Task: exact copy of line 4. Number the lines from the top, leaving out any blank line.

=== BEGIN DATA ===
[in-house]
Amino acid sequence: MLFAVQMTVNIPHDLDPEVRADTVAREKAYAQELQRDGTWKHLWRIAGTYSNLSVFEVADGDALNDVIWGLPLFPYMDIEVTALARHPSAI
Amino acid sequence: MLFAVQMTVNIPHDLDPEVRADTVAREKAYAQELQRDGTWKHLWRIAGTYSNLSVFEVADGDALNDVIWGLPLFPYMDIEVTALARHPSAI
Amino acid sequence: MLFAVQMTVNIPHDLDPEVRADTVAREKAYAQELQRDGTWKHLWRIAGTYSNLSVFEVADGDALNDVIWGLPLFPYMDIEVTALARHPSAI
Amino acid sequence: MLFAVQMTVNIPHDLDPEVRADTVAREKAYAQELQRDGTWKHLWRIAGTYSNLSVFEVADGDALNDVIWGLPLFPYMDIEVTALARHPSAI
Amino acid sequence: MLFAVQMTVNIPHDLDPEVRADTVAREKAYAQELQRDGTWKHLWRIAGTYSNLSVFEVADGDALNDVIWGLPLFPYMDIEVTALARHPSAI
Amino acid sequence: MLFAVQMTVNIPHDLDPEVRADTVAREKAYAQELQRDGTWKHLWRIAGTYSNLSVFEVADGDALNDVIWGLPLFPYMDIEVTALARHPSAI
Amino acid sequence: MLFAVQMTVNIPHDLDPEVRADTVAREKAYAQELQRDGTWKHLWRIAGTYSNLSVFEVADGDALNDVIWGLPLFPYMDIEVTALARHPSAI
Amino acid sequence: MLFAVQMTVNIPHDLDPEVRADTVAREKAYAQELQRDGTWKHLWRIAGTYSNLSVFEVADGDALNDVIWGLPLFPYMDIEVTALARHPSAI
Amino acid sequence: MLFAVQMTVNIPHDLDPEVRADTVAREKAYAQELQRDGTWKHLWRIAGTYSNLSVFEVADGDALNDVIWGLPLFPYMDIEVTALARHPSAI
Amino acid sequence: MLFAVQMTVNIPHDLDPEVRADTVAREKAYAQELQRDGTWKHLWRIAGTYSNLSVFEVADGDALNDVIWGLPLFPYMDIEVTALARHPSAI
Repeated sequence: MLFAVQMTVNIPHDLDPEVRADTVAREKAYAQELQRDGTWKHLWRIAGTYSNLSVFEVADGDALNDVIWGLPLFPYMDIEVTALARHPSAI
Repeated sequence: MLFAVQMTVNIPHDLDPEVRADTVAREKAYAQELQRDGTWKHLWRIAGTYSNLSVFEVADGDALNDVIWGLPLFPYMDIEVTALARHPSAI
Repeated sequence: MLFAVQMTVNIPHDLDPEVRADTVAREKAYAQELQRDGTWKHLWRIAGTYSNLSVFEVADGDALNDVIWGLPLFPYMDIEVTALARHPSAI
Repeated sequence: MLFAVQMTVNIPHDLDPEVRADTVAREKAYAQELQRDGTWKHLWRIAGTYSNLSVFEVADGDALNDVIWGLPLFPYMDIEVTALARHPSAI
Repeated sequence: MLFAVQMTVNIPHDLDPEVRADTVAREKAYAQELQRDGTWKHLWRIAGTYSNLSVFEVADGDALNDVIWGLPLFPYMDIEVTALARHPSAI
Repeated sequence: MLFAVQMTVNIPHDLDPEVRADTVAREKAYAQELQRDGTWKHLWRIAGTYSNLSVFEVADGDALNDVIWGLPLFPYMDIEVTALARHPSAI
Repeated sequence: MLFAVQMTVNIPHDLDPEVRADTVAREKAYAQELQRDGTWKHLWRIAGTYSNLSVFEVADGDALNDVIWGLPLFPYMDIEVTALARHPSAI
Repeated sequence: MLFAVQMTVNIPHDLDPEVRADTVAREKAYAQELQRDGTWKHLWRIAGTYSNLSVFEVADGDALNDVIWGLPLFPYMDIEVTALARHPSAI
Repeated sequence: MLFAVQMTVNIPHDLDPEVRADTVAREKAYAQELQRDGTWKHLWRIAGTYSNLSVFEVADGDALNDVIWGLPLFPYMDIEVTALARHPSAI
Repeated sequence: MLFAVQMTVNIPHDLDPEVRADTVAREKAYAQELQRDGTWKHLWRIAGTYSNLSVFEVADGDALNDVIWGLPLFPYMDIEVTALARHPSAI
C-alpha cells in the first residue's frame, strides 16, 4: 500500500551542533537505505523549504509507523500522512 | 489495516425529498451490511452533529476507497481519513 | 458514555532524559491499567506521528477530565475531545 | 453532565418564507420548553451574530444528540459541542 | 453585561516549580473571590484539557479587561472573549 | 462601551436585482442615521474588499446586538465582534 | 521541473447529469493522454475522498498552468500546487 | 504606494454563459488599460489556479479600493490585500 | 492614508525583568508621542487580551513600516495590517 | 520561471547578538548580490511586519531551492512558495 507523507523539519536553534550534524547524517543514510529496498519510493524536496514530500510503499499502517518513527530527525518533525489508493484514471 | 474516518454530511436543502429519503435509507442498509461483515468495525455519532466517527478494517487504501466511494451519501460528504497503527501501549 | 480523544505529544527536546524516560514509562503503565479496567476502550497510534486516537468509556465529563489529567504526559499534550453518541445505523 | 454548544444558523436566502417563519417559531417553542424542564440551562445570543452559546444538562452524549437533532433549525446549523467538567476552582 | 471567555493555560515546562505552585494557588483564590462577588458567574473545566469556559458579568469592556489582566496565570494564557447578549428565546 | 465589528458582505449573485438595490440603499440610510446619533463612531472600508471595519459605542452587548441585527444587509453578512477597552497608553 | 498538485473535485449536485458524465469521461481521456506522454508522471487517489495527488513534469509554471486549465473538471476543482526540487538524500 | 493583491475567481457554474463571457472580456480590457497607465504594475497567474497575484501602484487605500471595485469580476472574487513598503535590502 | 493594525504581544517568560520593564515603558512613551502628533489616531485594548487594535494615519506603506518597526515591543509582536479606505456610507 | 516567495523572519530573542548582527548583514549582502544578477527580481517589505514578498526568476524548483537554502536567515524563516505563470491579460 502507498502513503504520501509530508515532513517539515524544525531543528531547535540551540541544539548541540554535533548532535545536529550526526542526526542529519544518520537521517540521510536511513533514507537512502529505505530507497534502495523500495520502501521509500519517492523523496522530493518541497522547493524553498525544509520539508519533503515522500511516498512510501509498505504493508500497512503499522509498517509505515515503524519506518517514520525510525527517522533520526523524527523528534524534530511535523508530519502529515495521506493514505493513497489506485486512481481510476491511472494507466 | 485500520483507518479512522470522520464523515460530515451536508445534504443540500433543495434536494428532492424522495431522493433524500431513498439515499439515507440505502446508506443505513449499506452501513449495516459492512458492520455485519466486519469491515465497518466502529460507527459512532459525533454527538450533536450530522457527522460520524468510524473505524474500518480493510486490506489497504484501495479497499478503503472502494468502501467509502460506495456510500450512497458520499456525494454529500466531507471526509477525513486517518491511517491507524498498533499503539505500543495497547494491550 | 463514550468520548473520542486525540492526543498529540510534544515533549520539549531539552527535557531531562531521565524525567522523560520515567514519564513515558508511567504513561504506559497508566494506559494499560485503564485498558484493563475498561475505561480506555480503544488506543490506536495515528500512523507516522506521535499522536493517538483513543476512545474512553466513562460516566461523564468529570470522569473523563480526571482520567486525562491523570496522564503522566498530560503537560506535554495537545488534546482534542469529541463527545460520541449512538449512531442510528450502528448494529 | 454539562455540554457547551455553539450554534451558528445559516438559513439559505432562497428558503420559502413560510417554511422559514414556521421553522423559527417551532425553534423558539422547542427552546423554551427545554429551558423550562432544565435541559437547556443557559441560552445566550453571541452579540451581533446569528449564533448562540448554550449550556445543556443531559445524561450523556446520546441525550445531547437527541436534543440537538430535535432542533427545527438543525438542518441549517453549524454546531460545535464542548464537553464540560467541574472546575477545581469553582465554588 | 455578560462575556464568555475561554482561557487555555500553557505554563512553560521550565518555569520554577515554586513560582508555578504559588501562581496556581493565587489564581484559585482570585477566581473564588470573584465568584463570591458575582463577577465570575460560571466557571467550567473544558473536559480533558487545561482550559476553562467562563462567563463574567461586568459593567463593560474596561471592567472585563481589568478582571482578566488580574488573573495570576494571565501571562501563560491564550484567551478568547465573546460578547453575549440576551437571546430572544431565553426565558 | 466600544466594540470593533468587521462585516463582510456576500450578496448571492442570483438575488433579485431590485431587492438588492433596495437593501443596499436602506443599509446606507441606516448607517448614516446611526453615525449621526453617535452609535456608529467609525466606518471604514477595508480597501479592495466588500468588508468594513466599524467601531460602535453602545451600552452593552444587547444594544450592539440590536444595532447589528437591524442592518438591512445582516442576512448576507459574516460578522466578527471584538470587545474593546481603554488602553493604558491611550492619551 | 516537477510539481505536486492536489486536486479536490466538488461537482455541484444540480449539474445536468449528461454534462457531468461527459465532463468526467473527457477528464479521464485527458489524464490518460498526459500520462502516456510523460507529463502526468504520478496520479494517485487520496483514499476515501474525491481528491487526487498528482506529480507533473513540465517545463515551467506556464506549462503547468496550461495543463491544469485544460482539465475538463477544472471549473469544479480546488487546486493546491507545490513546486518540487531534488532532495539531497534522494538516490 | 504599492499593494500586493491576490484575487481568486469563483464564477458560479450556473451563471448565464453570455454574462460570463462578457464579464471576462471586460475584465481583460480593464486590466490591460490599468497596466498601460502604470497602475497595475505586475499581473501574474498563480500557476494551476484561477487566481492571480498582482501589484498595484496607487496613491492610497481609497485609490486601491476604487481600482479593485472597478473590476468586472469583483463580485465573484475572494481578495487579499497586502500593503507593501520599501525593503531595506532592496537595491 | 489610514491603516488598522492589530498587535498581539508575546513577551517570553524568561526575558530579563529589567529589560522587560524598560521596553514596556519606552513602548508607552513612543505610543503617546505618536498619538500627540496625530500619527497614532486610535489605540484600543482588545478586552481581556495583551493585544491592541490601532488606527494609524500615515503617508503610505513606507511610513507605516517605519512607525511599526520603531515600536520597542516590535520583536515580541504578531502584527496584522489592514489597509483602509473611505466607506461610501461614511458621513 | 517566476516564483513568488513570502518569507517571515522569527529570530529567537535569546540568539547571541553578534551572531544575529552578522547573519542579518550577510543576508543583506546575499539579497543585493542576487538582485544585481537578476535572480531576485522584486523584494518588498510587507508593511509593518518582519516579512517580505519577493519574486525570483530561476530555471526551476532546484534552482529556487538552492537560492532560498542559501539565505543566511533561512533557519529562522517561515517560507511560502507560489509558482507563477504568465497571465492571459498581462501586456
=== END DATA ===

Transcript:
Amino acid sequence: MLFAVQMTVNIPHDLDPEVRADTVAREKAYAQELQRDGTWKHLWRIAGTYSNLSVFEVADGDALNDVIWGLPLFPYMDIEVTALARHPSAI